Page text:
Network troubleshooting in Linux



Allxon requires a specific network for remote device management (e.g. taking screenshots, uploading logs, and updating software). To fully experience our Allxon services, please ensure your device meets the following requirements:

  1. 53, 443 & 8883 ports and ping function need to be enabled.
  2. Stable network requirement: Upload speed≧1Mbps, Download speed≧5Mbps

If the above requirements are met but the problem still exists. Please delete the network.

Note: “Debian” is the only supported operating system for this network troubleshooting.

Make sure 53, 443 & 8883 ports and ping function are “Enabled”

Proceed with the following methods to test the ports and ping function. If the port is disabled or the ping function is blocked, please enable it, or connect onto another network.

Test port 443/8883/53

  1. Open the terminal program on your Linux device and type in the following commands:
  2. If the ports are opened the test results will follow, as shown below. If the test results fail, please contact your IT department for assistance to help check the port status of your network environment.

  3. Port 53 is used for the Domain Name System (DNS). If the test result for checking ports 443 and 883 pass, this means port 53 is open too.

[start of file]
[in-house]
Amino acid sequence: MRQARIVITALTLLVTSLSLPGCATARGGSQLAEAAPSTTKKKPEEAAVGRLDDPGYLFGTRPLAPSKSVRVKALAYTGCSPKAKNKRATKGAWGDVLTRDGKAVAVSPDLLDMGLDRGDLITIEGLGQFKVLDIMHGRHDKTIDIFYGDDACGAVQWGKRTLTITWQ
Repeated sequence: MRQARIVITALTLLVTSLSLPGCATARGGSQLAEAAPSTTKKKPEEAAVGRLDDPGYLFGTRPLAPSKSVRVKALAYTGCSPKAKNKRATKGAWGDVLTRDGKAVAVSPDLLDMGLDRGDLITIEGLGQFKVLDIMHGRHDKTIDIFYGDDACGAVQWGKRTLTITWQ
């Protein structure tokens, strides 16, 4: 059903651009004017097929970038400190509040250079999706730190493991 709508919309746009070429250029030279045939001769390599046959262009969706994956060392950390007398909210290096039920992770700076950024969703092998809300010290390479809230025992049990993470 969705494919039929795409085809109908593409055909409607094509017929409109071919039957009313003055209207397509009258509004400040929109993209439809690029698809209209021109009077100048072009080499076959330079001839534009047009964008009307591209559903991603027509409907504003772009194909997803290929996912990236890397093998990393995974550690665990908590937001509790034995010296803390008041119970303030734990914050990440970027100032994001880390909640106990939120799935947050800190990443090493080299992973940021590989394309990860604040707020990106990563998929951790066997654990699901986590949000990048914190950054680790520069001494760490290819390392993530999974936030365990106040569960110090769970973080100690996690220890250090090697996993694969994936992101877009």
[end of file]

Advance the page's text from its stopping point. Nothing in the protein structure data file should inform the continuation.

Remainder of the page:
Test ping function

  1. Click on the “Start” button to open the option menu.
  2. Find “System Tools” and select “LXTerminal” program.
  3. Enter “sudo ping” to troubleshoot the ping function.

If the ping function is blocked, it will either show “Host Unreachable” or it will show the following time response data:

💡 Note: Stable network requirement: Upload speed≧1Mbps, Download speed≧5Mbps

Proceed with the following steps to troubleshoot network stability and speed. If network speed does not meet the above requirements, please connect to a stronger network. 

Check the network stability on Allxon Portal

  1. Go to the “Devices” page.
  2. Select the device you want to check.
  3. Find “Connectivity Log” to check it.

If the status switches from “Offline” to “Unknown” frequently, this indicates an unstable network. A stable network will always show “Online.”

Test the network speed on the device

  1. Open a browser (e.g. Chromium) and enter
  2. Click on the “GO” button to check network speed (network speed should meet the following requirements: Upload speed≧1Mbps, Download speed≧5Mbps).  

Delete the network if the above solutions don’t work

Make sure both the Wi-Fi SSID/password and the Wi-Fi AP are working. If the Wi-Fi AP appears unstable, restart it and try again later. 

💡 Note: All Wi-Fi passwords that were previously saved on your device will be deleted and set back to default after network reset. 

To delete a network, proceed with the following steps on your device:

  1. Click the “Start” button to open the option menu.
  2. Find “Preferences” and select “Network Connections.”
  3. Delete all connected networks.
  4. Reconnect to a stronger Wi-Fi.